Writ of Execution or Attachment

A judgment holder may make a request to the court to instruct the local sheriff to confiscate property from the debtor to be sold in order to pay your judgment. A process server will be required to serve the debtor with a "Writ of Execution" order. A bond is often times required to be posted for the protection of the sheriff's office from being sued, in the event that the property they confiscate is owned by someone other than the debtor. You will be the one responsible for posting the bond. You will also have to pay for storage of the property until it is sold. These expenses can be added to the judgment amount so that you get them back when the property is sold. This will amount will be listed along with your judgment amount.

When there is real estate involved, you should get the advice of an attorney. Real estate rules can be complex and certain properties can not be taken by the Sheriff. Income such as social security benefits, disability payments, welfare benefits, etc, cannot be seized by the sheriff.

Wage Garnishment and Bank Accounts

You can file for a court ordered wage garnishment to collect upon your judgment. Once in place, the employer will withhold a certain amount of the debtor's paycheck to pay the judgment. Each state has certain laws regarding the garnishment of wages. State specific laws limit how much the employer can withhold from each paycheck to pay the judgment. Wage Garnishment orders are served on the debtor's employer. The employer will be given a certain time period to begin wage garnishment collections.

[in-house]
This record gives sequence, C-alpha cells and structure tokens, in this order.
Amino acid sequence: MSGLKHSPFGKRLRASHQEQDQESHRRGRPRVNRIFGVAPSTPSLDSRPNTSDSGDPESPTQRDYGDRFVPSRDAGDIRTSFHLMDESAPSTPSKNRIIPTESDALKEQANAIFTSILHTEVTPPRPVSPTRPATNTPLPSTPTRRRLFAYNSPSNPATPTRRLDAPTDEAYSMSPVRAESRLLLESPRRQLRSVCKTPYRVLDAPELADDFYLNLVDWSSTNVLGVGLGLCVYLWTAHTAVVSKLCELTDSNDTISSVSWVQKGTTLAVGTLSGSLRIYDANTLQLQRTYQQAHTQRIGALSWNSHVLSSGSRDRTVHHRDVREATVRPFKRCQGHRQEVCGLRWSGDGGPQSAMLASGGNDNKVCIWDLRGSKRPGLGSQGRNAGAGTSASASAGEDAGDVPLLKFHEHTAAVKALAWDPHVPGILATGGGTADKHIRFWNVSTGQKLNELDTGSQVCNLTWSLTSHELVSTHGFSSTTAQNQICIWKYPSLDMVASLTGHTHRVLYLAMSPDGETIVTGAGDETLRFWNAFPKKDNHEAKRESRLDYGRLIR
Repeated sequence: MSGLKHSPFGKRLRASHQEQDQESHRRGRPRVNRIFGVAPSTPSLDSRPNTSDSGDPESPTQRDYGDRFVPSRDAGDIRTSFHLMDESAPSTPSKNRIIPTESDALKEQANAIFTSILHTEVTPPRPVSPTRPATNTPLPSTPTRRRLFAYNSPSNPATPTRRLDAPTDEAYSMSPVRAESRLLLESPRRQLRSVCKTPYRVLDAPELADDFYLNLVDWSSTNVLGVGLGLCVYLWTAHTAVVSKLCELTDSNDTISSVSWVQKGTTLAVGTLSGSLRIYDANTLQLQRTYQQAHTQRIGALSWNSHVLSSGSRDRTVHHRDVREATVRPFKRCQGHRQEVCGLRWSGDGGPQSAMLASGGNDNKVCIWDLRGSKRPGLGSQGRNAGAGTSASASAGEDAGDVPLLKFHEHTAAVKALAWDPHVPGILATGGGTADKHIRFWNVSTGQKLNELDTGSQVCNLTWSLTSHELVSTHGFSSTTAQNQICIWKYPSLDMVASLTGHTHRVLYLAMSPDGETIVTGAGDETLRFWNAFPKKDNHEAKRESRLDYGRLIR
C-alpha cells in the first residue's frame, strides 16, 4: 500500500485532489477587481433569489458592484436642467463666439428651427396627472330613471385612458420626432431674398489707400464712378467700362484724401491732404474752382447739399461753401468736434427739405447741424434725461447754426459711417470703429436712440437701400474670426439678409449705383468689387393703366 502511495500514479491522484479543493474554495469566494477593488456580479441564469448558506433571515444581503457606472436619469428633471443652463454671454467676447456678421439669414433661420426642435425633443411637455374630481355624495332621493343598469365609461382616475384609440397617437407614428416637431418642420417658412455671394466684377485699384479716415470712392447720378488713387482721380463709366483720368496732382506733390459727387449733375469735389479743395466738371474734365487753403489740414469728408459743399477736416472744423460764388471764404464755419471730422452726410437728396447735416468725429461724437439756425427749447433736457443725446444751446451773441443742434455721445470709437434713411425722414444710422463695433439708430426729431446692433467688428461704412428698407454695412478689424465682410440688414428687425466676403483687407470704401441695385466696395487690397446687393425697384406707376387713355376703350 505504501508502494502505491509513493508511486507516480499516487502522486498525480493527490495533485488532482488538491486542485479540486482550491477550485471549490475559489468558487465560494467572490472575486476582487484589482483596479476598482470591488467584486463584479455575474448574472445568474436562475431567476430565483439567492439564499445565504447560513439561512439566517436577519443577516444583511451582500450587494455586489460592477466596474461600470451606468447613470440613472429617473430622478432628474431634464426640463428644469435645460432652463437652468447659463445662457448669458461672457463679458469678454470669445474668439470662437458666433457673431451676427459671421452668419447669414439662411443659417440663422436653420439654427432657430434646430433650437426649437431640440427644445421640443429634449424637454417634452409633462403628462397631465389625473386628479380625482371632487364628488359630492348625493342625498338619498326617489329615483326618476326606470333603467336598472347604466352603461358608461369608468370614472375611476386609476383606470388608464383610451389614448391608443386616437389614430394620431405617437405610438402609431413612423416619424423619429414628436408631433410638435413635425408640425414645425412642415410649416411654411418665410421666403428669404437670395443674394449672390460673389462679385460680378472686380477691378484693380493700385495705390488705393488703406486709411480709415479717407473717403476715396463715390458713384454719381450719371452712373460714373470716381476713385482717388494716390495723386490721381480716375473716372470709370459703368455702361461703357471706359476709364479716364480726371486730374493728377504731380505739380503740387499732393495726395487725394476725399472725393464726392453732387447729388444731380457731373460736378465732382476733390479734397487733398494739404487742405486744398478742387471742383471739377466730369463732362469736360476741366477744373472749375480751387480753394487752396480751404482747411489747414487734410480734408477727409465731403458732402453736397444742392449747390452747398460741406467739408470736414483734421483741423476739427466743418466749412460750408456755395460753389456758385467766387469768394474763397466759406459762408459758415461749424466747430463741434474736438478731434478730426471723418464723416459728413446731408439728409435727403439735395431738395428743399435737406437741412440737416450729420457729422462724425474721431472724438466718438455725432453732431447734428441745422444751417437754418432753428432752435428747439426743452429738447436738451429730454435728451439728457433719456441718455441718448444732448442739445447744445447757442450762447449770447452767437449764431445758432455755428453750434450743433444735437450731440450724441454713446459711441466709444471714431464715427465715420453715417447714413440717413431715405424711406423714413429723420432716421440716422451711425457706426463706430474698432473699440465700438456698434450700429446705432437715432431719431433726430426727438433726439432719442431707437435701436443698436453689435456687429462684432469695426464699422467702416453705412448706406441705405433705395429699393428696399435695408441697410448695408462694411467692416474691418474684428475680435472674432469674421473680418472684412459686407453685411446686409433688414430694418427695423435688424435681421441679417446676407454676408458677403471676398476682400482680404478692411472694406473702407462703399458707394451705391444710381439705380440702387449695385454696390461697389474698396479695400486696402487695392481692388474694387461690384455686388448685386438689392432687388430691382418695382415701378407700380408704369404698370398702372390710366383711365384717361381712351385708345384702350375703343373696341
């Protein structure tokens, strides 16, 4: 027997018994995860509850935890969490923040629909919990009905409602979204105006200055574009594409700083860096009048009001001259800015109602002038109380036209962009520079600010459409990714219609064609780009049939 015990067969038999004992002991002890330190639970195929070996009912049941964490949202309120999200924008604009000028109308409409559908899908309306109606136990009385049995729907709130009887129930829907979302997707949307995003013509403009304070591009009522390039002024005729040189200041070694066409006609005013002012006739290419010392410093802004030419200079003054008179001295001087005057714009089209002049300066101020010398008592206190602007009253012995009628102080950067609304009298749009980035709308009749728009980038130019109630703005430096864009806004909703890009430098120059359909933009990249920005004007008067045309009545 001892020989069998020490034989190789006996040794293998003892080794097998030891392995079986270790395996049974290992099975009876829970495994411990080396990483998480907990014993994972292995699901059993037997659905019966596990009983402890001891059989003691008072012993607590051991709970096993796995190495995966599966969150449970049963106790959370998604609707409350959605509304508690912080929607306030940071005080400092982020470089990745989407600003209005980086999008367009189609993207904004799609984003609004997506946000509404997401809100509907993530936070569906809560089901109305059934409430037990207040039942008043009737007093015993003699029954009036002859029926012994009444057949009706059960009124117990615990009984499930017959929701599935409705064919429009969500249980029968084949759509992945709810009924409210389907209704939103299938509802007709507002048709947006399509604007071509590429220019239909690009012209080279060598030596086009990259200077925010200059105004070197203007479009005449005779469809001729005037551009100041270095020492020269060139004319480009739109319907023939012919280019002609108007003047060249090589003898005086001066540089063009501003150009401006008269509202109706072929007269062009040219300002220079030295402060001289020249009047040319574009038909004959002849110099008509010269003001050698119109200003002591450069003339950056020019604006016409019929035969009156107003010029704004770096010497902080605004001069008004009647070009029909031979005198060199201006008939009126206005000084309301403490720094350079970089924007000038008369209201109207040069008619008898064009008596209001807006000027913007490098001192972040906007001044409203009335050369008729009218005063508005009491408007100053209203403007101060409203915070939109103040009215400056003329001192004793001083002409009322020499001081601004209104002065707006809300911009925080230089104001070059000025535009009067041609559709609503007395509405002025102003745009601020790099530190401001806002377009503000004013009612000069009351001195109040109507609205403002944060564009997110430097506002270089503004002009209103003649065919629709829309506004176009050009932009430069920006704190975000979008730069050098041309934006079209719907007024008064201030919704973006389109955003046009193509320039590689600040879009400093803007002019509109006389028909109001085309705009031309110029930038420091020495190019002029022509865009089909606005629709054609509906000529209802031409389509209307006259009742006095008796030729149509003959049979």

Bank accounts can also have a garnishing order to withhold from funds from deposits into the debtor's bank account. The garnishing order must be served on the bank to withhold deposits. This order can not be placed on joint accounts when the joint account holder is not part of the judgment. These types of joint bank accounts are exempt from garnishments.

Cash Register or Till Tap

Certain states will give authority to the Sheriff to go the place of business of the debtor and remove money from the cash register to pay back the judgment. You have to file for a court order to get that authorization for the Sheriff. The clerk at the small claims court can advise you on this process.

Notice to Suspend Driver's License

When a motor vehicle accident is involved in a small claims court matter and judgment has been ruled in your favor as a result of the accident, you may be able to contact the Department of Motor Vehicles in your state to suspend the debtor's driver's license. Typically this may be done only in the event that the debtor was driving without automobile insurance at the time of the accident.